House prices could fall by 45pc
Home prices in Hong Kong could slump as much as 45 per cent over the next two years in a worst-case scenario, Barclays Capital Research warned yesterday.
'In a hard economic landing, a deflationary economic environment of rising unemployment, falling incomes and weak homebuyer confidence would, in our view, cause a 35-45 per cent correction in prices,' said analysts Andrew Lawrence and Vivien Chan at Barclays in a report released yesterday.
The report came almost a week after a warning by Financial Secretary John Tsang Chun-wah that the European debt crisis and stalling US growth could affect Hong Kong.
Tsang also said two weeks ago during an official visit to Beijing that he expects Hong Kong's economic growth to ease to about 4 per cent in the third quarter, as exports wane and the uncertain global economic outlook takes its toll. But he still expected 2011 GDP growth to reach five per cent, at the lower end of an official forecast of 5-6 per cent.
Echoing a bearish forecast in April, Barclays warned of a property decline of up to 30 per cent under a 'soft' landing scenario involving a slowing economy and rising mortgage rates - an increase of 200 basis points, or two percentage points, over six months, and a further rise of 175 basis points in 2012.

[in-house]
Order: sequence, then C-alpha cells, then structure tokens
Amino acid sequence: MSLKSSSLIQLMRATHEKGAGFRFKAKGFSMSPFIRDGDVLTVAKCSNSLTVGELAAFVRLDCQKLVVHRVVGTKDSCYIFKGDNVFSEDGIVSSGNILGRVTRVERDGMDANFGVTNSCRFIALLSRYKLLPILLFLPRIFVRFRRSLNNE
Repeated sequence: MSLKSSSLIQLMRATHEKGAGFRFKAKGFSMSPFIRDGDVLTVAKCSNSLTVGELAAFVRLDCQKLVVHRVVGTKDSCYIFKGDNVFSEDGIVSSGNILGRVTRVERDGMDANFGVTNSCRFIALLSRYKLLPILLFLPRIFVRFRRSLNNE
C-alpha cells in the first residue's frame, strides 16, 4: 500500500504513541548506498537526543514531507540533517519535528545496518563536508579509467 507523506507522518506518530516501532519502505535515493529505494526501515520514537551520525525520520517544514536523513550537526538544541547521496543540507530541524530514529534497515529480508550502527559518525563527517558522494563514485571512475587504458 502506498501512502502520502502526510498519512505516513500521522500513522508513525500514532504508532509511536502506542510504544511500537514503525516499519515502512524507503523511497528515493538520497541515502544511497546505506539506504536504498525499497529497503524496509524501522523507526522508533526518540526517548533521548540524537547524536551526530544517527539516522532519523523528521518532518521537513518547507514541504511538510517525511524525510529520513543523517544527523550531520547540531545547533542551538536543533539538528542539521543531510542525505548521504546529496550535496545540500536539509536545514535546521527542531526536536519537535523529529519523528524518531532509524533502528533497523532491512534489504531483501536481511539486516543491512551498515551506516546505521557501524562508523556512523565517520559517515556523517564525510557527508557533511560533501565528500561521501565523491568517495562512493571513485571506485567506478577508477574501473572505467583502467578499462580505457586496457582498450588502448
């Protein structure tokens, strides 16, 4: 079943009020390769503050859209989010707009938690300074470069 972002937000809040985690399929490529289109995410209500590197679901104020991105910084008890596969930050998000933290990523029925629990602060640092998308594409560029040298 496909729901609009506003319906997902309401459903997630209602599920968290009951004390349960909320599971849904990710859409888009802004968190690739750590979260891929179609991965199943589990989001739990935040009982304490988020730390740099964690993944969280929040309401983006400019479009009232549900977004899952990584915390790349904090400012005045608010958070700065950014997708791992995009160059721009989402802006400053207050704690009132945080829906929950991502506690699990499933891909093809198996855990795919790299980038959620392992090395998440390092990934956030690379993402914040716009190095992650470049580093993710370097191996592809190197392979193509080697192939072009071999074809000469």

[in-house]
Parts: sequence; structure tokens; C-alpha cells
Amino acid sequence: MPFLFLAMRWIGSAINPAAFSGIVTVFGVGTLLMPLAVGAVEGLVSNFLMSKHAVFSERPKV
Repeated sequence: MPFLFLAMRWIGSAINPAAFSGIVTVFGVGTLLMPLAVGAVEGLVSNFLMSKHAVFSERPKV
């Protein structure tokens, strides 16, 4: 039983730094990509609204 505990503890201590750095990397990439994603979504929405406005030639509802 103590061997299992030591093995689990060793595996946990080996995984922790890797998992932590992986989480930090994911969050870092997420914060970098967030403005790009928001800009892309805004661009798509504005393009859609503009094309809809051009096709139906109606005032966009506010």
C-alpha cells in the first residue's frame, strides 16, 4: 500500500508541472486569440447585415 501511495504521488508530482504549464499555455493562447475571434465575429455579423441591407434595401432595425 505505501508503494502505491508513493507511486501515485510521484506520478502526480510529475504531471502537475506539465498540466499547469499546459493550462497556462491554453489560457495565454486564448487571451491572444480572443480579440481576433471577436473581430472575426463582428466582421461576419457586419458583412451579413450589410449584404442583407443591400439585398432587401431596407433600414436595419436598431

In the soft landing scenario, higher borrowing costs would price first-time buyers out of the market and discourage existing homeowners from trading up, causing a 15-20 per cent decline next year and a 10 per cent slump in 2013.
Rising mortgage rates and a weakening economic environment have clearly hurt homebuying sentiment, it said. Consumers are increasingly deferring homebuying decisions and preferring to rent, reflecting both a lack of affordability and a belief that property prices will be lower in the next 12-24 months, it said.
'Under a hard landing scenario, we would expect Hong Kong to face a deflationary economic environment: rising unemployment, falling incomes and weak consumer confidence. Such an external shock would likely cause property prices to over-shoot long-term fundamental price support levels,' the report said.
Such a hard landing scenario would be created by falling household incomes and shrinking confidence, the authors said. A wider relaxation of the mainland credit environment and a rally in the US dollar would be likely contributing factors.
'A strong US dollar has historically been negative for Hong Kong property prices and stock prices,' the report said.
Some existing homeowners would be forced to sell due to rising unemployment, increasing supply to the property market at a time of little demand. Barclays said a hard landing could see mainland money flows reverse, and weaker demand and rising secondary supply undermining the market.
'This would suggest that residential property prices would fall 35-45 per cent over 2012 and 2013, which implies a relatively optimistic two to two-and-a half year correction period before prices were to bottom ,' it said.